What To Expect From The Balenciaga: Shaping Fashion Exhibition

A Celebration Of The Couturier's Couturier

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For the millennial who scrolls through her Instagram feed every hour on the hour (if not sooner), Balenciaga is a word synonymous with cool.

Just ask the flocks of fans who worship at the feet of laundry-bag master and creative director, Demna Gvasalia, who currently resides at the helm of the house.

Left to right: skirt suit, Cristóbal Balenciaga, 1954 – 5, Paris. Museum no. T.128&A-1982. © Victoria and Albert Museum, London. Demna Gvasalia for Balenciaga, Autumn Winter 2016 ready-to-wear, look 1. Photograph courtesy of Catwalking.com
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But the magic and allure of Balenciaga goes above and beyond Demna — or previous creative directors Alexander Wang and Nicolas Ghesquière — as the hotly anticipated V&A exhibition, Balenciaga: Shaping Fashion, is about to illustrate.

Cristóbal Balenciaga at work, 1968, Paris, France. Photograph by Henri Cartier-Bresson. © Henri Cartier-Bresson/Magnum Photos

It starts with the founder, the Spanish designer Cristóbal Balenciaga, who founded the house in 1919 in San Sebastián and opened the Paris couture house of Avenue George V in 1937 — a man fondly referred to amongst his contemporaries including Dior and Chanel as 'The Master.'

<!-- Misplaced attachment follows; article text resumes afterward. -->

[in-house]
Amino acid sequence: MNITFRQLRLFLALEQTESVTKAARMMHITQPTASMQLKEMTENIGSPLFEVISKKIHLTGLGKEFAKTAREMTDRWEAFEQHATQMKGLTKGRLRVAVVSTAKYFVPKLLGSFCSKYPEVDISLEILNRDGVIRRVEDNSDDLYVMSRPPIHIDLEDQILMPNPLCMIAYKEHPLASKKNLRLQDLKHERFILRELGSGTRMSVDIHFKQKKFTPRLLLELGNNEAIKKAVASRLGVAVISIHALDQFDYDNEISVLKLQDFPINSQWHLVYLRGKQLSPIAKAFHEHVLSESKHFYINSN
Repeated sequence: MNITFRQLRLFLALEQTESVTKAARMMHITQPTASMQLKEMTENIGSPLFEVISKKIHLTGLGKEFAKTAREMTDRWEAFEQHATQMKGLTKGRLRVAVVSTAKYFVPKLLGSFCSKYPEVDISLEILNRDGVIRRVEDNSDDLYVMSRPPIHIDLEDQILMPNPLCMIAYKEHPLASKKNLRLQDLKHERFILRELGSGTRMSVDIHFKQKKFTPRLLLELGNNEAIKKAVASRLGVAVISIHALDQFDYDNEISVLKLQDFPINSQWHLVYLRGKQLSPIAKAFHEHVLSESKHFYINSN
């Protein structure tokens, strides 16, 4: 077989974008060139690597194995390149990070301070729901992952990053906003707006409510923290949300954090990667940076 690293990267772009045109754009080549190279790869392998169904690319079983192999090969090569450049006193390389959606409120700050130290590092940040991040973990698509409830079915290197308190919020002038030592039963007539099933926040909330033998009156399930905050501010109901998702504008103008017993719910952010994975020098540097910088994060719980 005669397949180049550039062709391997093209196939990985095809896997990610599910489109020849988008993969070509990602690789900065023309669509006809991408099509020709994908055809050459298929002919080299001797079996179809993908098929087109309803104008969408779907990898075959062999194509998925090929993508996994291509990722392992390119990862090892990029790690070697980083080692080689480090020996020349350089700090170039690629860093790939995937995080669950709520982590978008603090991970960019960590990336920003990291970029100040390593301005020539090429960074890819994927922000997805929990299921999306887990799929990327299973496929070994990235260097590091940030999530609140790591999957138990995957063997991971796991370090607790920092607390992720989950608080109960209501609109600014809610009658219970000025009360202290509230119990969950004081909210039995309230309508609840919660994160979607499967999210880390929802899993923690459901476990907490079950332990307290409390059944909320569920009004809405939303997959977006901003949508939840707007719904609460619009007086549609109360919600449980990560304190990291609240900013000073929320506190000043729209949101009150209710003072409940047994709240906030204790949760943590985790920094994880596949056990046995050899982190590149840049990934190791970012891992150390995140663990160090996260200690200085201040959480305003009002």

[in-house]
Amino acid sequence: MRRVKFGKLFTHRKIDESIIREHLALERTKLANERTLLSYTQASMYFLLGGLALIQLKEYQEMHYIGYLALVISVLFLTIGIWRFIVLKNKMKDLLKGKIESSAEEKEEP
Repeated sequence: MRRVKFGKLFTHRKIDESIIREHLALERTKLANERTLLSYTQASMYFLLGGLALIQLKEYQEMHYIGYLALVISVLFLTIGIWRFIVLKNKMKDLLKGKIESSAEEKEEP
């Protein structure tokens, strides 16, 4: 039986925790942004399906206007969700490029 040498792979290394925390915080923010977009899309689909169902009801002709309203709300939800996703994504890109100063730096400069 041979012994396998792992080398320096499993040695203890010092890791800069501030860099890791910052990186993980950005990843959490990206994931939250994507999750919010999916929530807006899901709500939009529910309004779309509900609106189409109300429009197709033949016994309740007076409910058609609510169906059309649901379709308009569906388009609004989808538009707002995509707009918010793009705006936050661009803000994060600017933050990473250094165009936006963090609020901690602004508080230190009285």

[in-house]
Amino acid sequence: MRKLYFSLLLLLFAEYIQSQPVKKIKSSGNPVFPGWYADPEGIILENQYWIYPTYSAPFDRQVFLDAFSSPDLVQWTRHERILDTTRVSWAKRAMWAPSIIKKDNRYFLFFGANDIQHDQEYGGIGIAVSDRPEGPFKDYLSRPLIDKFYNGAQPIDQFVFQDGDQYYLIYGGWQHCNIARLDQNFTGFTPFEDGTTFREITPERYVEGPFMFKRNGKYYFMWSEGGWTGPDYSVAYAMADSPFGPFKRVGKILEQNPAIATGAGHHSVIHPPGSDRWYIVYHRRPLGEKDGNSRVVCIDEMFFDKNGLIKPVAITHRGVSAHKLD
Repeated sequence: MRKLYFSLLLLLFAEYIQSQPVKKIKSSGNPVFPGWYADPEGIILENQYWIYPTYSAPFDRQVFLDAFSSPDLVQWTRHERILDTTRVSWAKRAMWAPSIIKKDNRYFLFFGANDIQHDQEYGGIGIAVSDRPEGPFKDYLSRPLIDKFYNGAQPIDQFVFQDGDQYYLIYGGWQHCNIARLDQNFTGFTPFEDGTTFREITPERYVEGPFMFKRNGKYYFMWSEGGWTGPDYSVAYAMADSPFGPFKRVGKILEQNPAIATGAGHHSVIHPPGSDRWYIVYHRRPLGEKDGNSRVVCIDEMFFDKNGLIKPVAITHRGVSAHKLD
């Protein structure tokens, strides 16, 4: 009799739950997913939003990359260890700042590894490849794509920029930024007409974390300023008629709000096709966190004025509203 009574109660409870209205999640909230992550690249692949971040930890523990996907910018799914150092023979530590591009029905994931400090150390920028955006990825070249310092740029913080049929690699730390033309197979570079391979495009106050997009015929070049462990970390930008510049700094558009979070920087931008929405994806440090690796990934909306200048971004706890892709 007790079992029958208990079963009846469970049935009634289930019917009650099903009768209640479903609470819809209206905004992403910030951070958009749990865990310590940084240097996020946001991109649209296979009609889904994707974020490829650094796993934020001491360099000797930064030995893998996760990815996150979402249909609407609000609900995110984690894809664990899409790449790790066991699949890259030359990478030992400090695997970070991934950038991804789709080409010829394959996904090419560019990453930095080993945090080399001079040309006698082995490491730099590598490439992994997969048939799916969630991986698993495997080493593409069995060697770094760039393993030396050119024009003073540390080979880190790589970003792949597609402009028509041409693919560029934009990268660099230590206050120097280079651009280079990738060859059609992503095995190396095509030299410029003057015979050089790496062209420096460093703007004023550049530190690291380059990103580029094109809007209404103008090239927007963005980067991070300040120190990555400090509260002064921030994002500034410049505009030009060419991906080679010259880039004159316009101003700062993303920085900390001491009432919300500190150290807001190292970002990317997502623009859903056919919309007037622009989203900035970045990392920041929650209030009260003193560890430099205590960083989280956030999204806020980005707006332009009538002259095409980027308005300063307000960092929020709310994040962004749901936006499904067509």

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Babydoll evening dress, Cristóbal Balenciaga, 1958, Paris. Museum no. T.334-1997. © Victoria and Albert Museum, London. Alberta Tiburzi in 'envelope' dress by Cristóbal Balenciaga. Photograph by Hiro Wakabayashi for Harper's Bazaar, June 1967. © Hiro 1967

The exhibition hosts over 100 such pieces crafted by the master as well as works from his protégées (most notably Hubert de Givenhcy and Oscar de la Renta) and illustrates how 30 designers from the last 50 years have been influenced and inspired by the genius of Balenciaga.

To the everyman Balenciaga may not conjure up a specific piece; there are no tweed suits which nod to Chanel, no obvious Saint Laurent safari jackets or Valentino tulle. But he was a man who changed the way women wore fashion through his inventive interpretations of shape and silhouette.

Model Wearing Balenciaga Evening Dress and Cape, photograph by Irving Penn for Vogue, 1950. © Condé Nast. Sack dress, Cristóbal Balenciaga, 1957, Paris. Museum no. T.90-1973. © Victoria and Albert Museum, London

Feminine yet incredibly modern shapes became the Balenciaga trademark: the square coat, the envelope dress, the balloon dress. He also famously shunned press to protect his unique designs from piracy, his clients were his priority and they flocked to him like groupies worshipping at the hands of the ultimate couturier master. For no one could cut quite like Cristóbal.

The Balenciaga: Shaping Fashion exhibition opens on May 27th and tickets are available to purchase here.

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